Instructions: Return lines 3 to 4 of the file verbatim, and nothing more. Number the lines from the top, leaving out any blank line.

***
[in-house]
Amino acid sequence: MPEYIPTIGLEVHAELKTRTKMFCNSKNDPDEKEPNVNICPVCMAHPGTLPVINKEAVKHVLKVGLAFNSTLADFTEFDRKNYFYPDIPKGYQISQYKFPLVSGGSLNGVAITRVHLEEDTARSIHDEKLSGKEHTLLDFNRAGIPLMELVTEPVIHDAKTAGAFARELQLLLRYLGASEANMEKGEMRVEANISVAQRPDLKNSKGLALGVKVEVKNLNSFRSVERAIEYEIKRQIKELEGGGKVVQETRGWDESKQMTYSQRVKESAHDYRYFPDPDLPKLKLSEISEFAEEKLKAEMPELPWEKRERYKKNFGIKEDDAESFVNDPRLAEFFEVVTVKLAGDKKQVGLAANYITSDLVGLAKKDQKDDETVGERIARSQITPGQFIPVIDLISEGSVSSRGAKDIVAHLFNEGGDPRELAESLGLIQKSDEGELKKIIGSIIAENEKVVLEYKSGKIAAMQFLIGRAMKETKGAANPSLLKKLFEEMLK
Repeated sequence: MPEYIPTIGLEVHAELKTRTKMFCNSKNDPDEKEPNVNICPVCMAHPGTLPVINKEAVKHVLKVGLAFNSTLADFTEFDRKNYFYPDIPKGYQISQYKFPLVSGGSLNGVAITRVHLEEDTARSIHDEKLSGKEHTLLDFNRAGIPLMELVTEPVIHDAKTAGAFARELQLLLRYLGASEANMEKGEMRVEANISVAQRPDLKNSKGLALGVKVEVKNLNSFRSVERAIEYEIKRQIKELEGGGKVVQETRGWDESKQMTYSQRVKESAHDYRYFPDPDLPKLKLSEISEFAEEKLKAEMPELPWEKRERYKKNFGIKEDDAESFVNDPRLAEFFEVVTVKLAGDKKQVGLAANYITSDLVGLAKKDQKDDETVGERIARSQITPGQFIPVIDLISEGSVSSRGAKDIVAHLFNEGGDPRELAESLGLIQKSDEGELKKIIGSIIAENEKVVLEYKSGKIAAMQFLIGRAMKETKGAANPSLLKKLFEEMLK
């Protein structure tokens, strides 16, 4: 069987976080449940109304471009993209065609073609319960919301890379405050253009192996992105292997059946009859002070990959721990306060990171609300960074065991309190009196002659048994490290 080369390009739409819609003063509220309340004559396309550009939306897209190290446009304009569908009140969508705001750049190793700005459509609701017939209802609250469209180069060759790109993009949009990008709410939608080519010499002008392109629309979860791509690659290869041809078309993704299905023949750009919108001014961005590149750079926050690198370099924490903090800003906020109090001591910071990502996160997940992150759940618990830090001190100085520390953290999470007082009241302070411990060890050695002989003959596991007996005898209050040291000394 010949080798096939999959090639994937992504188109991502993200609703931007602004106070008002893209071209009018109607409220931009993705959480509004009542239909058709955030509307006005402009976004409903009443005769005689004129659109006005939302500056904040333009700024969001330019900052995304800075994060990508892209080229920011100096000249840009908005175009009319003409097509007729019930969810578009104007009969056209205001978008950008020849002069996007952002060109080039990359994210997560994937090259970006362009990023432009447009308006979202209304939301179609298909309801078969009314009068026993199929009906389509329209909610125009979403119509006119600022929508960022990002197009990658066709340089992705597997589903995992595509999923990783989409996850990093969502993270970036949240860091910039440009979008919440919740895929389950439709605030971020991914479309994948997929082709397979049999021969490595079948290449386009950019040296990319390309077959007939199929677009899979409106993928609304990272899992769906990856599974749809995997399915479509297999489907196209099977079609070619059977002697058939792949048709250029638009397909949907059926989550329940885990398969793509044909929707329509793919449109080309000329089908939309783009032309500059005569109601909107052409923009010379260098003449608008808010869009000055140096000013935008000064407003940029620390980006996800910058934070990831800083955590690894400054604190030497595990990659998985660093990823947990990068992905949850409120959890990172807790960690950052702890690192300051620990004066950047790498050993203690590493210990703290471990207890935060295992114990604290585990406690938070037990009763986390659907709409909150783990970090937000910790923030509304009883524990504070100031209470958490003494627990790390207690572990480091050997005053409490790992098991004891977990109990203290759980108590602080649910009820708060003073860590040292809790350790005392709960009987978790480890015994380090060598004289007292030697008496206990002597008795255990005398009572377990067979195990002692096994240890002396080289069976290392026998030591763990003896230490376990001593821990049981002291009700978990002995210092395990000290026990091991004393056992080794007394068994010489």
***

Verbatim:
Repeated sequence: MPEYIPTIGLEVHAELKTRTKMFCNSKNDPDEKEPNVNICPVCMAHPGTLPVINKEAVKHVLKVGLAFNSTLADFTEFDRKNYFYPDIPKGYQISQYKFPLVSGGSLNGVAITRVHLEEDTARSIHDEKLSGKEHTLLDFNRAGIPLMELVTEPVIHDAKTAGAFARELQLLLRYLGASEANMEKGEMRVEANISVAQRPDLKNSKGLALGVKVEVKNLNSFRSVERAIEYEIKRQIKELEGGGKVVQETRGWDESKQMTYSQRVKESAHDYRYFPDPDLPKLKLSEISEFAEEKLKAEMPELPWEKRERYKKNFGIKEDDAESFVNDPRLAEFFEVVTVKLAGDKKQVGLAANYITSDLVGLAKKDQKDDETVGERIARSQITPGQFIPVIDLISEGSVSSRGAKDIVAHLFNEGGDPRELAESLGLIQKSDEGELKKIIGSIIAENEKVVLEYKSGKIAAMQFLIGRAMKETKGAANPSLLKKLFEEMLK
């Protein structure tokens, strides 16, 4: 069987976080449940109304471009993209065609073609319960919301890379405050253009192996992105292997059946009859002070990959721990306060990171609300960074065991309190009196002659048994490290 080369390009739409819609003063509220309340004559396309550009939306897209190290446009304009569908009140969508705001750049190793700005459509609701017939209802609250469209180069060759790109993009949009990008709410939608080519010499002008392109629309979860791509690659290869041809078309993704299905023949750009919108001014961005590149750079926050690198370099924490903090800003906020109090001591910071990502996160997940992150759940618990830090001190100085520390953290999470007082009241302070411990060890050695002989003959596991007996005898209050040291000394 010949080798096939999959090639994937992504188109991502993200609703931007602004106070008002893209071209009018109607409220931009993705959480509004009542239909058709955030509307006005402009976004409903009443005769005689004129659109006005939302500056904040333009700024969001330019900052995304800075994060990508892209080229920011100096000249840009908005175009009319003409097509007729019930969810578009104007009969056209205001978008950008020849002069996007952002060109080039990359994210997560994937090259970006362009990023432009447009308006979202209304939301179609298909309801078969009314009068026993199929009906389509329209909610125009979403119509006119600022929508960022990002197009990658066709340089992705597997589903995992595509999923990783989409996850990093969502993270970036949240860091910039440009979008919440919740895929389950439709605030971020991914479309994948997929082709397979049999021969490595079948290449386009950019040296990319390309077959007939199929677009899979409106993928609304990272899992769906990856599974749809995997399915479509297999489907196209099977079609070619059977002697058939792949048709250029638009397909949907059926989550329940885990398969793509044909929707329509793919449109080309000329089908939309783009032309500059005569109601909107052409923009010379260098003449608008808010869009000055140096000013935008000064407003940029620390980006996800910058934070990831800083955590690894400054604190030497595990990659998985660093990823947990990068992905949850409120959890990172807790960690950052702890690192300051620990004066950047790498050993203690590493210990703290471990207890935060295992114990604290585990406690938070037990009763986390659907709409909150783990970090937000910790923030509304009883524990504070100031209470958490003494627990790390207690572990480091050997005053409490790992098991004891977990109990203290759980108590602080649910009820708060003073860590040292809790350790005392709960009987978790480890015994380090060598004289007292030697008496206990002597008795255990005398009572377990067979195990002692096994240890002396080289069976290392026998030591763990003896230490376990001593821990049981002291009700978990002995210092395990000290026990091991004393056992080794007394068994010489």